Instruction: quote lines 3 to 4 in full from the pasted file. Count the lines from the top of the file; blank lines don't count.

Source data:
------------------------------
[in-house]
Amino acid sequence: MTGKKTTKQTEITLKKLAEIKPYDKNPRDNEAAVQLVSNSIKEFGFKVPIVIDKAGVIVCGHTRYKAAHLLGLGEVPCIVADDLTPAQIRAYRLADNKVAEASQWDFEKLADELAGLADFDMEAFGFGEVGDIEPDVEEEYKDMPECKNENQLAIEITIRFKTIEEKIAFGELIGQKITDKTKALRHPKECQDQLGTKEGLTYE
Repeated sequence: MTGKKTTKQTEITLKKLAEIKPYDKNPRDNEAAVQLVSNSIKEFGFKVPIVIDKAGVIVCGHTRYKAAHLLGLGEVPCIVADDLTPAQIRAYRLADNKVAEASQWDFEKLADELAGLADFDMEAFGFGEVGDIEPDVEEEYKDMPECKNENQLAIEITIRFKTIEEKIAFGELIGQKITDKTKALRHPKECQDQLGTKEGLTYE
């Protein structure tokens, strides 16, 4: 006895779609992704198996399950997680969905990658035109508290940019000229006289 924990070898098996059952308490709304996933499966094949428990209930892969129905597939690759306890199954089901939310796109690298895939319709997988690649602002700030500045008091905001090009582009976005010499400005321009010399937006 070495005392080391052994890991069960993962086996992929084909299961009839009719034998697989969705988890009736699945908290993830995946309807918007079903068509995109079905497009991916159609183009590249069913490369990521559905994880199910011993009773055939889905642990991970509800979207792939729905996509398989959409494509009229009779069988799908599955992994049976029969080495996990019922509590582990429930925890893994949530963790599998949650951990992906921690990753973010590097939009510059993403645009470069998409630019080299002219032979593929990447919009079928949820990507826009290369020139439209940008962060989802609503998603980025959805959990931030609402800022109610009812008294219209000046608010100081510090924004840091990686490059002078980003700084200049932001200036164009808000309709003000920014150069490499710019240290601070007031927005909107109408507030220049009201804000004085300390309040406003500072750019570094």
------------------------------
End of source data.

Repeated sequence: MTGKKTTKQTEITLKKLAEIKPYDKNPRDNEAAVQLVSNSIKEFGFKVPIVIDKAGVIVCGHTRYKAAHLLGLGEVPCIVADDLTPAQIRAYRLADNKVAEASQWDFEKLADELAGLADFDMEAFGFGEVGDIEPDVEEEYKDMPECKNENQLAIEITIRFKTIEEKIAFGELIGQKITDKTKALRHPKECQDQLGTKEGLTYE
């Protein structure tokens, strides 16, 4: 006895779609992704198996399950997680969905990658035109508290940019000229006289 924990070898098996059952308490709304996933499966094949428990209930892969129905597939690759306890199954089901939310796109690298895939319709997988690649602002700030500045008091905001090009582009976005010499400005321009010399937006 070495005392080391052994890991069960993962086996992929084909299961009839009719034998697989969705988890009736699945908290993830995946309807918007079903068509995109079905497009991916159609183009590249069913490369990521559905994880199910011993009773055939889905642990991970509800979207792939729905996509398989959409494509009229009779069988799908599955992994049976029969080495996990019922509590582990429930925890893994949530963790599998949650951990992906921690990753973010590097939009510059993403645009470069998409630019080299002219032979593929990447919009079928949820990507826009290369020139439209940008962060989802609503998603980025959805959990931030609402800022109610009812008294219209000046608010100081510090924004840091990686490059002078980003700084200049932001200036164009808000309709003000920014150069490499710019240290601070007031927005909107109408507030220049009201804000004085300390309040406003500072750019570094």